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Where Europe Ends

As the recent Lampedusa immigration tragedy shows, the idea of Europe ends when we back away from a notion of shared responsibility.

by Katerina Safarikova 16 October 2013

When a boat with hundreds of refugees sank near the island of Lampedusa at the beginning of this month leaving more than 300 dead, one comment echoed through much of the European press, including in Italy’s Corriere della Sera. Europe, which often elbows its way into our daily lives with rules it says are in everyone’s interest, has failed to shoulder its share of the burden when policing our southern borders, went the Milanese newspaper. Hence Europe as a concept has failed, underlined many others.


But it’s not the imaginary Europe that has shirked its duty. It is we who have failed. More specifically, it’s the political representatives of each nation that makes decisions at the European table in Brussels. Sharing the burden of the influx of refugees in borderline states of the EU has been a topic in Brussels since 1999, when the Amsterdam Treaty mentioned a common immigration and asylum policy. And some steps have been taken since, such as the common EU list of countries whose citizens do not need a visa to move around on European soil.


But many things remain to be resolved, and spreading around the burden of immigrants is the most pressing. The principle is simple: Immigrants and asylum seekers should be accommodated in more states than just those where they land, as to do otherwise is neither sustainable nor fair, said the Swedish presidency of the EU in 2009, which tabled the motion.


In practical terms that would mean that when a boat reaches Lampedusa with hundreds of people on board, the ones with urgent medical problems would stay on the island while the others would move on to refugee camps and detention centers in other European countries, with the redistribution following agreed-upon benchmarks.


Most EU members balk at this idea, as they cannot agree on how to set those benchmarks.


It’s not a simple task. Take Belgium, for instance, where foreigners make up 11 percent of the population. Does that relatively high figure mean that Belgium gets a break and other states shouldn’t pressure it by sending dozens of the Lampedusa survivors there? Or does it mean that, as Belgians are rather accustomed to foreigners, they might easily cope with a few more?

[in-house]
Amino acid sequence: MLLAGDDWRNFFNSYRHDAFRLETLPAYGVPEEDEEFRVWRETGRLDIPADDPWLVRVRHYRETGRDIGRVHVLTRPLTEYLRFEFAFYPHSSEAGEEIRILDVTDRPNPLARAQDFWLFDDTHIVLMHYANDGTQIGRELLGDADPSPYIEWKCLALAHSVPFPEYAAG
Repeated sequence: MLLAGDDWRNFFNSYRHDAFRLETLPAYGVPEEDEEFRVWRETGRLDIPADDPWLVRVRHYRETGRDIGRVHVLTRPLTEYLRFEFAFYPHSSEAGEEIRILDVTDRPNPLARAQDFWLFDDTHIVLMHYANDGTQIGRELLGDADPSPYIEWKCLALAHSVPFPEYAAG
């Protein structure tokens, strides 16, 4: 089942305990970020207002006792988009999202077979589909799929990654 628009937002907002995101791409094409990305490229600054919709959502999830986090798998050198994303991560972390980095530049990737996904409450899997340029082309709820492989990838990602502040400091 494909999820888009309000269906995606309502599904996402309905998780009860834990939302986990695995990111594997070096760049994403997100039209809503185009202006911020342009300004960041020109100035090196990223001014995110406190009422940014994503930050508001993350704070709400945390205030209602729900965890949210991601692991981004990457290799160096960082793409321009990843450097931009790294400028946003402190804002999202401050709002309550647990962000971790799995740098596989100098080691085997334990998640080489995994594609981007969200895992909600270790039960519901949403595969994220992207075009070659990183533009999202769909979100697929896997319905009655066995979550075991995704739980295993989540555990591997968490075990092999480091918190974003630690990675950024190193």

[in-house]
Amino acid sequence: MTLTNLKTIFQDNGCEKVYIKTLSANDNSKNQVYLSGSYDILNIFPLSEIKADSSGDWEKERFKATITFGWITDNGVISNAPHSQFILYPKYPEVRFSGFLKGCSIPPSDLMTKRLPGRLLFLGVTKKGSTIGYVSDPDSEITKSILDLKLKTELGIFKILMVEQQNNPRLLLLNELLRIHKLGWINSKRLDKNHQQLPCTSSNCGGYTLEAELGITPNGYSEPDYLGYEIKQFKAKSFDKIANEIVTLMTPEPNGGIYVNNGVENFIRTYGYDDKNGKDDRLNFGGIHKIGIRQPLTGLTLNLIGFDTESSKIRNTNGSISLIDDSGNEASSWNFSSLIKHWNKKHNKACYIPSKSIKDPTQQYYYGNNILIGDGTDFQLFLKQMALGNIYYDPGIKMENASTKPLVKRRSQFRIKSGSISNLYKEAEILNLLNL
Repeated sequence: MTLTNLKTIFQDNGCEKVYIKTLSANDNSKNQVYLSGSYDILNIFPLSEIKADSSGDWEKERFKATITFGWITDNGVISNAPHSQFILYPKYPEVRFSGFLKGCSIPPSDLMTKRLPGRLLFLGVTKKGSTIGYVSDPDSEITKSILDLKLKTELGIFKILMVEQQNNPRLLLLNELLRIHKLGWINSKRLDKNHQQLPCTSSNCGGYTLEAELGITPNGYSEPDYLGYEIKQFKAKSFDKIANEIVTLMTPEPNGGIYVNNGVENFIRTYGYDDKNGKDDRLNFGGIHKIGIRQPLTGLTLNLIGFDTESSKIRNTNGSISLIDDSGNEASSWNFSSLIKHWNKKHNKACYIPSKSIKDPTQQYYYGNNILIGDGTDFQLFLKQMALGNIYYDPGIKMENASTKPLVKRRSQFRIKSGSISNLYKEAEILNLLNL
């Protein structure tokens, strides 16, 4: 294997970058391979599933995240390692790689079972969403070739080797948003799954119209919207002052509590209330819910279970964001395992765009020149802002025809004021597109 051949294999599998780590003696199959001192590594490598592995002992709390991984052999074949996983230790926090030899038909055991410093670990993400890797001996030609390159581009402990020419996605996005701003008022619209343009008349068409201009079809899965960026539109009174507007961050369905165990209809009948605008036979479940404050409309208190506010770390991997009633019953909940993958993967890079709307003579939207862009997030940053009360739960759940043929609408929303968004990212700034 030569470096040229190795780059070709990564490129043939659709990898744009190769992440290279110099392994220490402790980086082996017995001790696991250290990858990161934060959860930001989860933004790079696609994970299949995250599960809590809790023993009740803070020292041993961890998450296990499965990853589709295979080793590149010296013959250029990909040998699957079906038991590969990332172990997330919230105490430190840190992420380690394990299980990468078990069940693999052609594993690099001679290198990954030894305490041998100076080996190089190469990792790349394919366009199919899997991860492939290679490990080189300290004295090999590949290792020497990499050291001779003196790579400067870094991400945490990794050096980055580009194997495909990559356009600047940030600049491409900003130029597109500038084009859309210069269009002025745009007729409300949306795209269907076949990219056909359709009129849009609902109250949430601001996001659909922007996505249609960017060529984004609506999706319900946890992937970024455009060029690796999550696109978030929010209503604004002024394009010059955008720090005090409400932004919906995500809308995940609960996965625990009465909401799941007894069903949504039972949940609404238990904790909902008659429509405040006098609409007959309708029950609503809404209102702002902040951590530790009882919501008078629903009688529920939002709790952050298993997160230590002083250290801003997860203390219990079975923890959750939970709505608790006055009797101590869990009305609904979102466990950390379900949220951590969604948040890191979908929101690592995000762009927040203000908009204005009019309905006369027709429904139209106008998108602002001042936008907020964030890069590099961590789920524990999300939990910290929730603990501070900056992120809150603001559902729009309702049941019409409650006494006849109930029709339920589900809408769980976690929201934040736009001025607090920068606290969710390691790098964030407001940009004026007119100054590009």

For we know that xenophobia and uneasiness with strangers often stem from the “unknown.” Look at the Czech Republic, Slovakia, or Poland, all of which have few foreign citizens living on their soil – 4 percent, 1.3 percent, and 0.1 percent respectively, according to Eurostat – with non-Slavs a rarity. Still, officials from these countries were the first to raise their voice against sharing the burden of immigrants in 2009 – and have stayed silent in the wake of the Lampedusa tragedy.


That’s not to say the ministers are xenophobes. Their stance only mirrors what they think their people can swallow. According to various surveys, the Czechs and the Poles are uneasy with foreigners, with roughly two of three Czechs not wanting a foreigner as their neighbor.


Only this week, a leader of one political party aiming to make it into parliament in the Czech elections at the end of this month said in a televised debate that immigration is a threat to Czech society and that only immigrants with “sufficient moral qualities” should be allowed to live in the country.


So even if the Czechs are relatively well-off – compared with Portugal or Greece – and live with a comparatively manageable 400,000 foreigners in a population of more than 10 million, their elected representatives have long been saying “no” to what they refer to as “additional financial and social burdens,” in other words hosting refugees, when the issue is on the European table in Brussels.


You can go state by state across the EU and you will always end up here. States are busy with their own business. Political representatives fear the loss of their popularity at home and fear the loss of their powers too, since a functioning burden-sharing of Lampedusan newcomers would inevitably mean the loss of national vetoes.


As the head of the Danish office of the International Organization for Migration noted recently, immigrants in Europe are no longer seen as “heroes or poor fellows” as they were in the 1970s or 1980s, with the Iron Curtain still in place and the economy booming. Today they’re seen as a problem.


Reflecting on the recent conversation about immigration sparked by the boat tragedy, one thing seems suddenly clear: This is where the EU’s borders lie. Many books have been written and debates wasted over the question of where Europe, free and united, ends. Is it on the Turkish-Syrian border? In Israel? In Russia?


Now we know. It’s on Lampedusa.

Katerina Safarikova 
is a journalist with Czech Television.
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